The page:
The Medical Education Campus at Northern Virginia Community College is the only specialized community college campus in the Commonwealth of Virginia. NOVA’s state-of-the-art Medical Education Campus was built in the summer of 2003 and is home to all of the college’s Nursing and Allied Health Programs—ten in all. There is also a highly-advanced Patient Simulators Lab and a technologically-sophisticated Cadaver Lab, one of only three community colleges in the Commonwealth to offer this hands-on experience to its students, as well as regional first responders and even high school students.
When the beautiful hospital-like facility was coming together in 2003, the MEC was equipped with the latest and best equipment to ensure its graduates emerged with the latest and best skills. But they still needed to bridge current technology with emerging technology. The 32-chair dental clinic, where students treat actual patients under the close supervision of faculty, offered training in both film and digital X-ray technology. While dental practices throughout the region were switching to digital, the process was slow. Many facilities still had the older film X-ray machines. There was no telling where NOVA Dental Hygiene grads would land, and they needed to know both skill sets
In the mid-2000s, NOVA’s Respiratory Therapy program was seeking to outfit its labs with the equipment their graduates would need. Kathy Grilliot, director of the Respiratory Therapy Assistant Program, spoke to local hospitals and asked what kind of equipment they should purchase for the MEC. The hospitals responded that they were switching to the latest ventilators. Things were quickly moving away from the mechanically-run ventilators with knobs and buttons and toward top-of-the-line touch-screen flat panels. Committed to providing training in the latest equipment, NOVA bought the new Maquet Servo-i ventilators that were used in the Inova health system and other facilities in the area.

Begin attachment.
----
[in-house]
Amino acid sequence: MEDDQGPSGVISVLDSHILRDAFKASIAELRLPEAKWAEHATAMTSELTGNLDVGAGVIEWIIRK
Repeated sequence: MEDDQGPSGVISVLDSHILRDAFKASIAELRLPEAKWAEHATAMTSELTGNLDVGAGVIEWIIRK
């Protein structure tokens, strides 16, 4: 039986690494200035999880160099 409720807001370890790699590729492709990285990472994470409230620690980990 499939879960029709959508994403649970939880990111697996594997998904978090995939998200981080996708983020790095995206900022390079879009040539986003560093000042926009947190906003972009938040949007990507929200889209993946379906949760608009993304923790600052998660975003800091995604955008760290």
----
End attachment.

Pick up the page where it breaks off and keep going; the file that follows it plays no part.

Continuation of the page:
A few months later, Grilliot began to realize that, while NOVA’s Medical Campus was training its students on the latest equipment, the hospitals hadn’t actually transitioned to the electronic, touch-screen ventilators yet. Inova Fairfax Hospital had over a hundred therapists. They were waiting until all of their RTs were fluent in the new technology before installing the machines on their units. That meant NOVA students would need to learn both old and new equipment.
“We had some mechanical equipment in our labs,” Grilliot said, “but we didn’t have enough for all of our students. We had gone from 17 students in the program to around 22. We needed more of the old ventilators to ensure our students were fully versed in how to use them. You can’t just show it to them. These are ventilators people live and die by. Our students had to be able to work on them until they knew them cold.”
Grilliot approached the provost and told him, she needed to buy some more of the old equipment so NOVA’s medical students would be able to learn yesterday’s technology at the same time as they were learning tomorrow’s technology. Knowing both would give them a competitive edge.
NOVA’s programs are technologically advanced in every way. However, the college is also sensitive to the needs of the region. NOVA’s students in the healthcare fields, and in other in-demand high-tech disciplines are fully versed in old and new technology in order to span the advancements that are made in these critical fields.
Learn more about NOVA’s Medical Education Campus.
By: Kathy Thompson
Northern Virginia Community College is the largest institution of higher education in the Commonwealth of Virginia and one of America's largest community colleges. NOVA enrolls more than 75,000 students at its six campuses in Alexandria, Annandale, Loudoun, Manassas, Springfield and Woodbridge, and through the Extended Learning Institute. For more information about NOVA and its programs or services, call 703-323-3000 or visit the College's Web site, www.nvcc.edu.